Chief Justice John G. Roberts Jr. prodded the Obama administration Monday to explain President Obama’s 2014 immigration flip-flop, when Mr. Obama reversed himself and decided he did, after all, have powers to grant a tentative amnesty to as many as 5 million illegal immigrants.
Mr. Obama had repeatedly denied he had that kind of power, then, after the 2014 election and Congress’ refusal to pass a bill he wanted, the president claimed a do-over and said he did have the power.
Chief Justice Roberts wondered what changed in Mr. Obama’s mind, and even read back one of Mr. Obama’s quotes to Solicitor General Donald B. Verrilli Jr. recounting the president saying he would be “ignoring the law” if he were to grant a broad stay of deportation to millions of illegal immigrants.
“What was he talking about?” the chief justice prodded.
Mr. Verrilli said Mr. Obama may have changed his mind after asking the Justice Department’s legal advisory branch to take a closer look at his powers.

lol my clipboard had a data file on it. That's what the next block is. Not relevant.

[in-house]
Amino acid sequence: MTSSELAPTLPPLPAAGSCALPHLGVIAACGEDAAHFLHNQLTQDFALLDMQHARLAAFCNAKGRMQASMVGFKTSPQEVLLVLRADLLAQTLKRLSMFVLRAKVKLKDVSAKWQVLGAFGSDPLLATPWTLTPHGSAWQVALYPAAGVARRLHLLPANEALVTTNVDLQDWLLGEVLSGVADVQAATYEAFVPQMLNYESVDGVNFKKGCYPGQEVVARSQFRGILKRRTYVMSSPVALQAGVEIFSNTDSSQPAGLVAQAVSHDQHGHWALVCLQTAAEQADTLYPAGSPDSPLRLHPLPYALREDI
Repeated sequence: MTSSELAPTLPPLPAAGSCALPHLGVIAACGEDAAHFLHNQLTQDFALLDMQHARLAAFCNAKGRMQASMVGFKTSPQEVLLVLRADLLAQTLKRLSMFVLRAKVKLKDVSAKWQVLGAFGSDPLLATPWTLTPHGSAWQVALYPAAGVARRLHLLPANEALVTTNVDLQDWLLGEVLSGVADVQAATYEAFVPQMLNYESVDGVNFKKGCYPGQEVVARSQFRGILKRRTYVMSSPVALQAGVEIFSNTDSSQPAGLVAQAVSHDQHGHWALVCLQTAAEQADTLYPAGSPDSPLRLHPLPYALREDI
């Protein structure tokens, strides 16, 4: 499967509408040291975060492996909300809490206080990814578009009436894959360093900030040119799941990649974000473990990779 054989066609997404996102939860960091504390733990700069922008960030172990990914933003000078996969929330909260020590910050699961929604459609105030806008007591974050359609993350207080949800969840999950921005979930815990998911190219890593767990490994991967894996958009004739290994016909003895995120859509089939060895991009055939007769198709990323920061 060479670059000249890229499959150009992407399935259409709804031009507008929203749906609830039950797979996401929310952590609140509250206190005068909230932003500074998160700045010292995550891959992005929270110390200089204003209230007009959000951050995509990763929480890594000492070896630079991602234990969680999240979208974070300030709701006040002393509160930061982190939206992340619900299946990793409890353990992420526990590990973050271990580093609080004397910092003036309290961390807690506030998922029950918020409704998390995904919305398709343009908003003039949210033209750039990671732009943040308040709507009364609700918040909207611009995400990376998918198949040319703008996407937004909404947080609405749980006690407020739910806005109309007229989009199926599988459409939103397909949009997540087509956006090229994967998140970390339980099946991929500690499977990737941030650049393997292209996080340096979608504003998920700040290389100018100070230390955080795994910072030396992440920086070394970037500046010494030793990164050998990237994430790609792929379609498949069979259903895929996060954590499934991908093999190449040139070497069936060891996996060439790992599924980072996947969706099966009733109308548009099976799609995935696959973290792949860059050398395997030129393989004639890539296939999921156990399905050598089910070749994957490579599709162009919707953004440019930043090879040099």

“You know, what happened here is that the president and the secretary went to the Office of Legal Counsel and asked for an opinion about the scope of their authority to —the scope of this discretionary authority, and they got one. And they exercised it consistently with that and up to the limits of that and no further,” Mr. Verrilli said.
Immigrant rights activists had repeatedly told Mr. Obama he had authority to grant “deferred action” to millions of illegal immigrants, but the president shot those requests down, telling the activists he didn’t think he could defend that action in court.
But he reversed course in November 2014 and concluded he did have the power.
Under his policy, millions of illegal immigrant young adults and parents with children who do have legal status would be eligible for a three-year proactive stay of deportation and for work permits and taxpayer benefits, including driver’s licenses.
Texas and 25 other states sued, arguing the president overstepped his powers. Lower courts halted the amnesty, and cited Mr. Obama’s own words in their rulings.